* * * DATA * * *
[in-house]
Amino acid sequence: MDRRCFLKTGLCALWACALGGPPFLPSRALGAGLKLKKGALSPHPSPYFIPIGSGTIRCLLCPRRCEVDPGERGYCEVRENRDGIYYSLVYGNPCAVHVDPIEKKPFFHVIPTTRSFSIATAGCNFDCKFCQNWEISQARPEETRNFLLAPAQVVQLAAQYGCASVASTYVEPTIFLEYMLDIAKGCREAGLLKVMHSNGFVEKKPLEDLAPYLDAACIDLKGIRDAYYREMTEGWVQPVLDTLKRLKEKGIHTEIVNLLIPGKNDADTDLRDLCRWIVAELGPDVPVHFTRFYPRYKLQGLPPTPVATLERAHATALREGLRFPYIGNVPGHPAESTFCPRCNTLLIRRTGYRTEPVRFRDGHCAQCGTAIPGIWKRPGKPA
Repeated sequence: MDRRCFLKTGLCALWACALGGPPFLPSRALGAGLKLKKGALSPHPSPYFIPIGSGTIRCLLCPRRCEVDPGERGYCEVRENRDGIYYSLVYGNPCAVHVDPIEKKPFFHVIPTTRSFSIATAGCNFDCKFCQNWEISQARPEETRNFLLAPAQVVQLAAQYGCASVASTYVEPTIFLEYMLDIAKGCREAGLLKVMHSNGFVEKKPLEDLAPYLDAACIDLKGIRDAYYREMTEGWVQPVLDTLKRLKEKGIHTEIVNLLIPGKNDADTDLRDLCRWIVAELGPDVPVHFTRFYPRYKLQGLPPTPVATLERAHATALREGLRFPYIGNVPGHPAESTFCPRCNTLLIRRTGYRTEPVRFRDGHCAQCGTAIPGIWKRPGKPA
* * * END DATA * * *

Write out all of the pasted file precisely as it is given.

[in-house]
Amino acid sequence: MDRRCFLKTGLCALWACALGGPPFLPSRALGAGLKLKKGALSPHPSPYFIPIGSGTIRCLLCPRRCEVDPGERGYCEVRENRDGIYYSLVYGNPCAVHVDPIEKKPFFHVIPTTRSFSIATAGCNFDCKFCQNWEISQARPEETRNFLLAPAQVVQLAAQYGCASVASTYVEPTIFLEYMLDIAKGCREAGLLKVMHSNGFVEKKPLEDLAPYLDAACIDLKGIRDAYYREMTEGWVQPVLDTLKRLKEKGIHTEIVNLLIPGKNDADTDLRDLCRWIVAELGPDVPVHFTRFYPRYKLQGLPPTPVATLERAHATALREGLRFPYIGNVPGHPAESTFCPRCNTLLIRRTGYRTEPVRFRDGHCAQCGTAIPGIWKRPGKPA
Repeated sequence: MDRRCFLKTGLCALWACALGGPPFLPSRALGAGLKLKKGALSPHPSPYFIPIGSGTIRCLLCPRRCEVDPGERGYCEVRENRDGIYYSLVYGNPCAVHVDPIEKKPFFHVIPTTRSFSIATAGCNFDCKFCQNWEISQARPEETRNFLLAPAQVVQLAAQYGCASVASTYVEPTIFLEYMLDIAKGCREAGLLKVMHSNGFVEKKPLEDLAPYLDAACIDLKGIRDAYYREMTEGWVQPVLDTLKRLKEKGIHTEIVNLLIPGKNDADTDLRDLCRWIVAELGPDVPVHFTRFYPRYKLQGLPPTPVATLERAHATALREGLRFPYIGNVPGHPAESTFCPRCNTLLIRRTGYRTEPVRFRDGHCAQCGTAIPGIWKRPGKPA